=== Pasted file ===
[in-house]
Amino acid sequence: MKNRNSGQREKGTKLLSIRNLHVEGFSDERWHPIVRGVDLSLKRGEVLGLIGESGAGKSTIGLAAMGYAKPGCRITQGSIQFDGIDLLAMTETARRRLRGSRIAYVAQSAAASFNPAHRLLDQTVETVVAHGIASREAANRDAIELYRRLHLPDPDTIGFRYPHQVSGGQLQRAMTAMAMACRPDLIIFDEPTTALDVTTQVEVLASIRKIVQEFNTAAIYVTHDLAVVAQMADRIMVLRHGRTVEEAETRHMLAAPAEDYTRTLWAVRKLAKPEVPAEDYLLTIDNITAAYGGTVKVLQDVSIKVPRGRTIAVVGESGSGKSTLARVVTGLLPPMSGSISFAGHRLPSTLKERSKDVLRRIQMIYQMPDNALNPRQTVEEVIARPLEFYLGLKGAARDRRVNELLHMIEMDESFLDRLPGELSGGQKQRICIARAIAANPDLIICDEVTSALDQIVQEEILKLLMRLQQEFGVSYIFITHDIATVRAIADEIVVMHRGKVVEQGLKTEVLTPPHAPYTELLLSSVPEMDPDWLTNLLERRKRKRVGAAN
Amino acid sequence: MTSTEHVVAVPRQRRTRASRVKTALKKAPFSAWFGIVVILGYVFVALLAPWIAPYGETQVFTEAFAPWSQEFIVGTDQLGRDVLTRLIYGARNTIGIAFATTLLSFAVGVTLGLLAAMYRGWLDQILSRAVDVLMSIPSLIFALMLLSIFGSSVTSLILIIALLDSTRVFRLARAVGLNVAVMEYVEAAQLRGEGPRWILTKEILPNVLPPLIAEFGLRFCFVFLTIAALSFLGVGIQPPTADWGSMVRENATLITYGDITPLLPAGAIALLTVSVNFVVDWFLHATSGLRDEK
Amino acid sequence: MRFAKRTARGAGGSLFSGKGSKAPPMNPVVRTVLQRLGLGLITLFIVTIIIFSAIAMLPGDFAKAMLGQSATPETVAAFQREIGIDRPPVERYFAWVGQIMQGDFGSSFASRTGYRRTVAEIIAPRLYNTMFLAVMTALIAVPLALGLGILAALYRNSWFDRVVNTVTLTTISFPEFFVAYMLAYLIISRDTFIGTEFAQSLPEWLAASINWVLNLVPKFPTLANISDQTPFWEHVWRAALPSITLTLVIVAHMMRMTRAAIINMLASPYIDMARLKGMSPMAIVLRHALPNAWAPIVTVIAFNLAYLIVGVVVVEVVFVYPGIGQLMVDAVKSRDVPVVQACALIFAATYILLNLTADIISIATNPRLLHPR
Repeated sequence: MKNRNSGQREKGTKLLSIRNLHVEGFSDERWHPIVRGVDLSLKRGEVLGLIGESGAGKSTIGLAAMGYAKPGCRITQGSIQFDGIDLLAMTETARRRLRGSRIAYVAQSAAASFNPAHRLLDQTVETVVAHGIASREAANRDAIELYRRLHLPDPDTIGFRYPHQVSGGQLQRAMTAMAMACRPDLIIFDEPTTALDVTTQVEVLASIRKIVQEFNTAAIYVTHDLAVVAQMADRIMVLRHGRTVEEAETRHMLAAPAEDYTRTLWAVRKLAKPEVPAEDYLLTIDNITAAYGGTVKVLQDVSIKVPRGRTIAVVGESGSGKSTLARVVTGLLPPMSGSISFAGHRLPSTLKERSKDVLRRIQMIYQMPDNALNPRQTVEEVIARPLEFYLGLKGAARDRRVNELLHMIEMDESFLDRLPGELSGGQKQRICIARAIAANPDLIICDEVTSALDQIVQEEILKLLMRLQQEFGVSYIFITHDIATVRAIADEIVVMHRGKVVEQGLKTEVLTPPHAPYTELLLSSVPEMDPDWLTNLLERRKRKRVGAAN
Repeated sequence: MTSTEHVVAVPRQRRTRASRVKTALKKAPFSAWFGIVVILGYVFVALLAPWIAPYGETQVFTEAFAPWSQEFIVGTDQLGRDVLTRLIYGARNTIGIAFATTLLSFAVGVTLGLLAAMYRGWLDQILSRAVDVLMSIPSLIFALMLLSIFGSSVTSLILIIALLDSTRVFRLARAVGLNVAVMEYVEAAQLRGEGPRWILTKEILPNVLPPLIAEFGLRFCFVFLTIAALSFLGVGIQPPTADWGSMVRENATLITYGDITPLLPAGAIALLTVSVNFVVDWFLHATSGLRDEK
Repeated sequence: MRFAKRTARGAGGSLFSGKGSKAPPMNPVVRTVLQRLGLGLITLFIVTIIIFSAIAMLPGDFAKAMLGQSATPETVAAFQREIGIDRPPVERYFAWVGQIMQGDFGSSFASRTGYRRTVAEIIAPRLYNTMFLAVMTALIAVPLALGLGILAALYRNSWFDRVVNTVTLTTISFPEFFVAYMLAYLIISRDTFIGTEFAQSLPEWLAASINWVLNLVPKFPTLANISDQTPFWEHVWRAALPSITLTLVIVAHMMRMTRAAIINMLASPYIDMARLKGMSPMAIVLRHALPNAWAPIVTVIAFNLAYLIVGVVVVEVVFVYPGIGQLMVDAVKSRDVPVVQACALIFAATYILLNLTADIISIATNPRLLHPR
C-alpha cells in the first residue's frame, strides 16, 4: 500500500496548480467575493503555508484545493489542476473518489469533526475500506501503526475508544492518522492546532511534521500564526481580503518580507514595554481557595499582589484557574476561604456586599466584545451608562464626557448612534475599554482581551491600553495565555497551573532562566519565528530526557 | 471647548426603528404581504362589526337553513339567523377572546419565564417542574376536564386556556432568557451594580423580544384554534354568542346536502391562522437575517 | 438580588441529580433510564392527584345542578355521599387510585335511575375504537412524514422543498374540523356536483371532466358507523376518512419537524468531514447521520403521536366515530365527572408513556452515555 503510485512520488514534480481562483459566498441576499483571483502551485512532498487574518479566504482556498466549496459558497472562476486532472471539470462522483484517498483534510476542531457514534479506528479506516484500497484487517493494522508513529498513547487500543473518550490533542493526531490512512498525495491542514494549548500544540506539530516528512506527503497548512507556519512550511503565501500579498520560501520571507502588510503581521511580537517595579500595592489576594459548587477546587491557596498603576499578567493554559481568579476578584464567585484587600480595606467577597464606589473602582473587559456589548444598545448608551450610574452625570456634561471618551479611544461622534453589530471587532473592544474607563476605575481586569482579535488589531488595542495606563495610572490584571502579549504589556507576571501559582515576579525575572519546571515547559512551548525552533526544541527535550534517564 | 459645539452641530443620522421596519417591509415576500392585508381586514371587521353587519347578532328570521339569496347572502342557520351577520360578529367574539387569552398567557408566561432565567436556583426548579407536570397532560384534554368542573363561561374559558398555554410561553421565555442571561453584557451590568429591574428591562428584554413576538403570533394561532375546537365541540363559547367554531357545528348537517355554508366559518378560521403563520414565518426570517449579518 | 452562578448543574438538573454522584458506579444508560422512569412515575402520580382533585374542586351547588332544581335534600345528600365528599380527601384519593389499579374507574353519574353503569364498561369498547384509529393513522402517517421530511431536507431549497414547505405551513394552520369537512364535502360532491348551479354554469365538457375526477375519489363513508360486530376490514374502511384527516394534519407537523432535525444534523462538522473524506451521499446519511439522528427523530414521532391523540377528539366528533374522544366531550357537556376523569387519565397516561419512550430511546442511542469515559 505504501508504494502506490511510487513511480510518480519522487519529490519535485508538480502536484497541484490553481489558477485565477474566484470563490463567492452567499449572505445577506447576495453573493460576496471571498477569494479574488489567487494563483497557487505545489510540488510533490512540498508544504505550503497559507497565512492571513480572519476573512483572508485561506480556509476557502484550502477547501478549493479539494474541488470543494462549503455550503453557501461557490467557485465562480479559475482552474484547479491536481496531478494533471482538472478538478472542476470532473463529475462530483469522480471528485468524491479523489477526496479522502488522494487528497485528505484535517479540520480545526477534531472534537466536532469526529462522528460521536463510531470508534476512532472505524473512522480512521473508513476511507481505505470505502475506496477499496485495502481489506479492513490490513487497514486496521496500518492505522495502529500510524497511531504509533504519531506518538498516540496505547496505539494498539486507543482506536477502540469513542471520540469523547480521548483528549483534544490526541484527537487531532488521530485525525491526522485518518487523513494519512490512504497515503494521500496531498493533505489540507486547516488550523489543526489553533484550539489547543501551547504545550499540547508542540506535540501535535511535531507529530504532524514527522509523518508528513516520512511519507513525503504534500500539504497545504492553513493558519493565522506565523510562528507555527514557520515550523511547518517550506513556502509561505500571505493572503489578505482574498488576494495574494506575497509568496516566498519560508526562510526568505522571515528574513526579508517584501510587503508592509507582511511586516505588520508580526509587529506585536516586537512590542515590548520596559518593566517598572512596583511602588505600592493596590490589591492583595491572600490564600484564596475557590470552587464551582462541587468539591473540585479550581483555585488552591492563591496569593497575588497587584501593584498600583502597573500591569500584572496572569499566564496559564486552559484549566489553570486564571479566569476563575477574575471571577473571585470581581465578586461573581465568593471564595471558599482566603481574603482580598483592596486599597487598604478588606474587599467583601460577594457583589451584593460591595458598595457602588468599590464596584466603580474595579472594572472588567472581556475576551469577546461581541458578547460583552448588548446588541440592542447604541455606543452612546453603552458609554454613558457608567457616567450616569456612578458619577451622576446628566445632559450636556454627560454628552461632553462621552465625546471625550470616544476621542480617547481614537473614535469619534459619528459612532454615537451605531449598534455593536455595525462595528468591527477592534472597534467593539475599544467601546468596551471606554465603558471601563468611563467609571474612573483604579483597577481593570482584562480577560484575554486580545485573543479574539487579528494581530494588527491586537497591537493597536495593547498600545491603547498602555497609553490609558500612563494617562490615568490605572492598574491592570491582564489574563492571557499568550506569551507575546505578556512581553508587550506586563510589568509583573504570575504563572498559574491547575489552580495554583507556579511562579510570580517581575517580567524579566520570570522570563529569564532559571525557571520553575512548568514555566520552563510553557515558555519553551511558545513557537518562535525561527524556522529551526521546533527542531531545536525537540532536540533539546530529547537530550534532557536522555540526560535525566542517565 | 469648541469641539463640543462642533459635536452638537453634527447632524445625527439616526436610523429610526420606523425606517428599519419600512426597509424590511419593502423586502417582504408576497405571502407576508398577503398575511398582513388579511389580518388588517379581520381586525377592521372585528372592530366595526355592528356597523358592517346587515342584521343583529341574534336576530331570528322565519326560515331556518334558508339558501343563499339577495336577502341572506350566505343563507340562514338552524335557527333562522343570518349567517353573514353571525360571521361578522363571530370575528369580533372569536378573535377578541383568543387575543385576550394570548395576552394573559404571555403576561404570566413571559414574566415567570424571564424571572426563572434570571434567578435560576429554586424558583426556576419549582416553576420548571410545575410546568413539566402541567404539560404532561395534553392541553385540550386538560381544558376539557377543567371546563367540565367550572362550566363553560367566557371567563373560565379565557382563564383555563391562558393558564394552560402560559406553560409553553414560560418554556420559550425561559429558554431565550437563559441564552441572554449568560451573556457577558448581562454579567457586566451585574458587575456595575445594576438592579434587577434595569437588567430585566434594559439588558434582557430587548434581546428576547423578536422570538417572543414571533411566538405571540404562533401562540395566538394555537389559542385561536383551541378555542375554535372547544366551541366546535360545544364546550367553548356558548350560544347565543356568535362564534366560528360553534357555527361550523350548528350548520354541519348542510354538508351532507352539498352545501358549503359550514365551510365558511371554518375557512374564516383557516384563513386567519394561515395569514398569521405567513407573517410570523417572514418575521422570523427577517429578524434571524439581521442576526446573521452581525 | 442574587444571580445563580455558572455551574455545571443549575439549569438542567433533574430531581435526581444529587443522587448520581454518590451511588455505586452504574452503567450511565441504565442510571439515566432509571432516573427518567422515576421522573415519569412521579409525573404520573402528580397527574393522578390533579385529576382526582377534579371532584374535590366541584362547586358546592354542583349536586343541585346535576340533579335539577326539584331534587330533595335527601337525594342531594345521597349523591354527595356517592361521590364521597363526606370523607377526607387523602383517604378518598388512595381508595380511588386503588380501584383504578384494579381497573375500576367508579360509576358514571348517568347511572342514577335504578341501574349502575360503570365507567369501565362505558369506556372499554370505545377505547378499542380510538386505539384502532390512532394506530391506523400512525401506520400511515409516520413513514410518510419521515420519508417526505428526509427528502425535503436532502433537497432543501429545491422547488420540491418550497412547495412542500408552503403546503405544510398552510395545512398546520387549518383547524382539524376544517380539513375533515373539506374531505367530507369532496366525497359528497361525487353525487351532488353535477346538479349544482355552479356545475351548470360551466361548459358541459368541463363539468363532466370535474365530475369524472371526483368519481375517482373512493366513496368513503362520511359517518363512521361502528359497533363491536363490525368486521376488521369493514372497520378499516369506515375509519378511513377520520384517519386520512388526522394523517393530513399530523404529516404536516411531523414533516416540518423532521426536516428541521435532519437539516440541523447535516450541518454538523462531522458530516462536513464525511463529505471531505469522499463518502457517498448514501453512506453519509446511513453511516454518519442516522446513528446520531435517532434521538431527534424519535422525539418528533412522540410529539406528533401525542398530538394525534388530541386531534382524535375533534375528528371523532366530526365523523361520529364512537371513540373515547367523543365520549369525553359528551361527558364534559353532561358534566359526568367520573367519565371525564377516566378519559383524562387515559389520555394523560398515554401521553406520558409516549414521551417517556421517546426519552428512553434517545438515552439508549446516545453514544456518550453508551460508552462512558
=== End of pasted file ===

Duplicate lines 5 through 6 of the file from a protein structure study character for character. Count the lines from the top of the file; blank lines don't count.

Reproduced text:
Repeated sequence: MKNRNSGQREKGTKLLSIRNLHVEGFSDERWHPIVRGVDLSLKRGEVLGLIGESGAGKSTIGLAAMGYAKPGCRITQGSIQFDGIDLLAMTETARRRLRGSRIAYVAQSAAASFNPAHRLLDQTVETVVAHGIASREAANRDAIELYRRLHLPDPDTIGFRYPHQVSGGQLQRAMTAMAMACRPDLIIFDEPTTALDVTTQVEVLASIRKIVQEFNTAAIYVTHDLAVVAQMADRIMVLRHGRTVEEAETRHMLAAPAEDYTRTLWAVRKLAKPEVPAEDYLLTIDNITAAYGGTVKVLQDVSIKVPRGRTIAVVGESGSGKSTLARVVTGLLPPMSGSISFAGHRLPSTLKERSKDVLRRIQMIYQMPDNALNPRQTVEEVIARPLEFYLGLKGAARDRRVNELLHMIEMDESFLDRLPGELSGGQKQRICIARAIAANPDLIICDEVTSALDQIVQEEILKLLMRLQQEFGVSYIFITHDIATVRAIADEIVVMHRGKVVEQGLKTEVLTPPHAPYTELLLSSVPEMDPDWLTNLLERRKRKRVGAAN
Repeated sequence: MTSTEHVVAVPRQRRTRASRVKTALKKAPFSAWFGIVVILGYVFVALLAPWIAPYGETQVFTEAFAPWSQEFIVGTDQLGRDVLTRLIYGARNTIGIAFATTLLSFAVGVTLGLLAAMYRGWLDQILSRAVDVLMSIPSLIFALMLLSIFGSSVTSLILIIALLDSTRVFRLARAVGLNVAVMEYVEAAQLRGEGPRWILTKEILPNVLPPLIAEFGLRFCFVFLTIAALSFLGVGIQPPTADWGSMVRENATLITYGDITPLLPAGAIALLTVSVNFVVDWFLHATSGLRDEK